It has always been our practice to keep up with the latest neuroscientific research on learning. How does the brain learn best? What strategies help students succeed academically? How can we as teachers provide an environment that maximizes learning capacity?
I was fortunate to attend a conference on “Learning and the Brain” in November. For three riveting days, we learned about “calming anxious brains,” and I soaked in the research of leading neuroscientists who presented on ways their findings should impact schools.
The overwhelming focus was on the impact of trauma, fear and anxiety on the brain. The increased presence of all three during the pandemic impacts much of what we do at school. There are specific strategies that scientists know help our brains to move from “fight or flight” to a place where we can learn, think, plan and behave rationally. Being intentional about making them part of your child’s school day is our goal. Here are a few:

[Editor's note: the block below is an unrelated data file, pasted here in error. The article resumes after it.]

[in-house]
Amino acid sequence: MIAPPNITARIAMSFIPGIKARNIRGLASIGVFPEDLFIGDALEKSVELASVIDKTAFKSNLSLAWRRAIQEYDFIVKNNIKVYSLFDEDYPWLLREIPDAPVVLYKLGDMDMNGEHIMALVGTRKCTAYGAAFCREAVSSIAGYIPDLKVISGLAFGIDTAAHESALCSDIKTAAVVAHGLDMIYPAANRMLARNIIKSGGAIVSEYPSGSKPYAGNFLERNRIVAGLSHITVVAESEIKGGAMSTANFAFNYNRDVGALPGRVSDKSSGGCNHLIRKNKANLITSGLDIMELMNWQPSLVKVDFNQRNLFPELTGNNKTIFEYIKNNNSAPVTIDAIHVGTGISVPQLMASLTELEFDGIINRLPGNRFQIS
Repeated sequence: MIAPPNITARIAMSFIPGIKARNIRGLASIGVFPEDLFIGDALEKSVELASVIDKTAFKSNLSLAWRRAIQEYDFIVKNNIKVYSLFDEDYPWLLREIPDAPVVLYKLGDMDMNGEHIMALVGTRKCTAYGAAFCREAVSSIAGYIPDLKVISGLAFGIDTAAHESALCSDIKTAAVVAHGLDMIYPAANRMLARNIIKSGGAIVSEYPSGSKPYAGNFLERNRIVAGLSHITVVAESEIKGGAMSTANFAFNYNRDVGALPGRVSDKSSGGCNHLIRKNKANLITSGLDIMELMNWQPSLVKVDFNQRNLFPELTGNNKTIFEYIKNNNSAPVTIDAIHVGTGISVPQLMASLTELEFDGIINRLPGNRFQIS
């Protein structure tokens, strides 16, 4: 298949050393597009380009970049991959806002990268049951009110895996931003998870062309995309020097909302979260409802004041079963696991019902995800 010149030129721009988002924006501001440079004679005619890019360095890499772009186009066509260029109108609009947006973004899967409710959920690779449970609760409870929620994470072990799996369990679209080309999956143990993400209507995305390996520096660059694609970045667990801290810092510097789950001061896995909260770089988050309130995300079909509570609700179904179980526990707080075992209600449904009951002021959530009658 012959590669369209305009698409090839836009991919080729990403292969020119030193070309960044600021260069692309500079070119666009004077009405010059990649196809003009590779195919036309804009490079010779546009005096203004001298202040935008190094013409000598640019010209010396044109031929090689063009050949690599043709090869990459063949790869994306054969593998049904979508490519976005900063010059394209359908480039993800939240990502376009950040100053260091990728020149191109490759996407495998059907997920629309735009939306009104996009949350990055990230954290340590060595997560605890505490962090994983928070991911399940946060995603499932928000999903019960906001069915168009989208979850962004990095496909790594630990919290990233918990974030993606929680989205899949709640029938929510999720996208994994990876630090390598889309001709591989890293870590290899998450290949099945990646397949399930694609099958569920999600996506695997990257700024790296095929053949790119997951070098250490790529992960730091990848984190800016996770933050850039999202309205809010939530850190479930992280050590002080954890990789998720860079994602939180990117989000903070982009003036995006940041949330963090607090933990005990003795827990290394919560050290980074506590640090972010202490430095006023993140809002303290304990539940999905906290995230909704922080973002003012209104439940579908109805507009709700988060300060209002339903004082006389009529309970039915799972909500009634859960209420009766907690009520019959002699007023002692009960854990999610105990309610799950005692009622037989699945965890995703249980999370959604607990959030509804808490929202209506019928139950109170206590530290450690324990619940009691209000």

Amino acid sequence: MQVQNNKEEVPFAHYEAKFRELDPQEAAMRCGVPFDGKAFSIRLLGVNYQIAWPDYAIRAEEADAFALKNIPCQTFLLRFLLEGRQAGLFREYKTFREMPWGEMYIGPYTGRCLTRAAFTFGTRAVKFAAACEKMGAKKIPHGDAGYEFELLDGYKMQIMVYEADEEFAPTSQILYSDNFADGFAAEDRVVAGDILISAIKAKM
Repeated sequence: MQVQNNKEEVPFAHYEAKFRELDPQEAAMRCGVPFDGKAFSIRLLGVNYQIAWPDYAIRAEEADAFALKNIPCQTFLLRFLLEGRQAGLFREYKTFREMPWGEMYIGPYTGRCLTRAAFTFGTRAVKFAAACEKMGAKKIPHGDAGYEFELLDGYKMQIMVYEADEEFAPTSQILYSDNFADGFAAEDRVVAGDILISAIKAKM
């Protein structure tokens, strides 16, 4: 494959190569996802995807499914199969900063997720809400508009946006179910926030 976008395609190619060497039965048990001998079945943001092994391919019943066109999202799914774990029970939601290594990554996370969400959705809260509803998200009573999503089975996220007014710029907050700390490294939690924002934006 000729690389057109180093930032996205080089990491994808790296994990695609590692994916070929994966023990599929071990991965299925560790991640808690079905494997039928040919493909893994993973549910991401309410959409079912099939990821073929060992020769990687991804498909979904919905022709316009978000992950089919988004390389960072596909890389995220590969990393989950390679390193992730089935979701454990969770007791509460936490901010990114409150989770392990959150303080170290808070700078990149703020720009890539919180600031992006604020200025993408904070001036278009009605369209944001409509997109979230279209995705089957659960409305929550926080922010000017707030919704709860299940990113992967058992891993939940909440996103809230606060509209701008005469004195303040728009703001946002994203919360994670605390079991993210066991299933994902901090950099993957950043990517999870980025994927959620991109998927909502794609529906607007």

- Exercise: moving our bodies is like a bubble bath of happy chemicals for our brain
- Mindfulness: the simple act of self-awareness and metacognition helps us make choices that are healthy and productive
- Gratitude: thankfulness leads to happiness
- Empathy: interpersonal interaction leads to being curious, not furious
- Awe: reducing our multitasking and allowing our brains to take in our surroundings and reduce stress
- Community, sense of belonging: feeling part of a community and with sense of purpose reduces anxiety
While these have always been a part of the Mirowitz experience, you can feel certain that your students will experience more of them as we move into the winter months. When we know something to be good for children, Mirowitz educators implement it without delay.
I’ll be reading the book The Body Keeps the Score by one of the phenomenal presenters from the conference. Would anyone like to join me to discuss the first few chapters and possibly more? Let me know!
Happy Chanukah and Shabbat Shalom,